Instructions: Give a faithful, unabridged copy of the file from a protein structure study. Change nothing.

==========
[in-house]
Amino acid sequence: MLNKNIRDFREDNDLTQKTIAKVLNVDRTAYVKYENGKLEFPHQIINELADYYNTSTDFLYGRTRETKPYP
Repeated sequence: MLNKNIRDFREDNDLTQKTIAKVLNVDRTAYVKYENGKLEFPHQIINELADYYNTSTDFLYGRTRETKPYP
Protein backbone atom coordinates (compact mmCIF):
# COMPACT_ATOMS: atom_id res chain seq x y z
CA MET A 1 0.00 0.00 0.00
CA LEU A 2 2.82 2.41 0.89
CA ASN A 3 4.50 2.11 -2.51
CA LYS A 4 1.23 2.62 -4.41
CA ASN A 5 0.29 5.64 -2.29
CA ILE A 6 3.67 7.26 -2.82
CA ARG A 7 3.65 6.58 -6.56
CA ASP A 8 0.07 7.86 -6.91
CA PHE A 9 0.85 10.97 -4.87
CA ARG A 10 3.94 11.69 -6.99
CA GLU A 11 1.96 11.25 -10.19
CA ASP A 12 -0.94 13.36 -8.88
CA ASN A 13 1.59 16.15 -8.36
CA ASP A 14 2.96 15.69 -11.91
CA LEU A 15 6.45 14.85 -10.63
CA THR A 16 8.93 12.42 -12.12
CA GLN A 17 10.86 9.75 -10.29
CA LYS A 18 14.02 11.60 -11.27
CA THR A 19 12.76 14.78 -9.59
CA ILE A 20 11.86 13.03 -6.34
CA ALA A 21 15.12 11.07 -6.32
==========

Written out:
[in-house]
Amino acid sequence: MLNKNIRDFREDNDLTQKTIAKVLNVDRTAYVKYENGKLEFPHQIINELADYYNTSTDFLYGRTRETKPYP
Repeated sequence: MLNKNIRDFREDNDLTQKTIAKVLNVDRTAYVKYENGKLEFPHQIINELADYYNTSTDFLYGRTRETKPYP
Protein backbone atom coordinates (compact mmCIF):
# COMPACT_ATOMS: atom_id res chain seq x y z
CA MET A 1 0.00 0.00 0.00
CA LEU A 2 2.82 2.41 0.89
CA ASN A 3 4.50 2.11 -2.51
CA LYS A 4 1.23 2.62 -4.41
CA ASN A 5 0.29 5.64 -2.29
CA ILE A 6 3.67 7.26 -2.82
CA ARG A 7 3.65 6.58 -6.56
CA ASP A 8 0.07 7.86 -6.91
CA PHE A 9 0.85 10.97 -4.87
CA ARG A 10 3.94 11.69 -6.99
CA GLU A 11 1.96 11.25 -10.19
CA ASP A 12 -0.94 13.36 -8.88
CA ASN A 13 1.59 16.15 -8.36
CA ASP A 14 2.96 15.69 -11.91
CA LEU A 15 6.45 14.85 -10.63
CA THR A 16 8.93 12.42 -12.12
CA GLN A 17 10.86 9.75 -10.29
CA LYS A 18 14.02 11.60 -11.27
CA THR A 19 12.76 14.78 -9.59
CA ILE A 20 11.86 13.03 -6.34
CA ALA A 21 15.12 11.07 -6.32